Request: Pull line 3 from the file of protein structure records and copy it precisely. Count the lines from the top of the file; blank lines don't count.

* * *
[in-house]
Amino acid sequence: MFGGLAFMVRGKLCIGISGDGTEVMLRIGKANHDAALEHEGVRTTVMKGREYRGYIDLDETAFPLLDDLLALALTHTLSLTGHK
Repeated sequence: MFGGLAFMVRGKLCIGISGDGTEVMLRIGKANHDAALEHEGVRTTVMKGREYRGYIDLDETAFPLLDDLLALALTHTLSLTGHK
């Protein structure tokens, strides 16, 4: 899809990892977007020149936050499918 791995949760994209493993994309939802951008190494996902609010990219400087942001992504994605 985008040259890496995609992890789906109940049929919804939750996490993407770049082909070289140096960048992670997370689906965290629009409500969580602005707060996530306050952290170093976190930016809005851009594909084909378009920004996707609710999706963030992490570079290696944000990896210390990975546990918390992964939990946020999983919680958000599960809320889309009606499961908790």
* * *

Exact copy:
Repeated sequence: MFGGLAFMVRGKLCIGISGDGTEVMLRIGKANHDAALEHEGVRTTVMKGREYRGYIDLDETAFPLLDDLLALALTHTLSLTGHK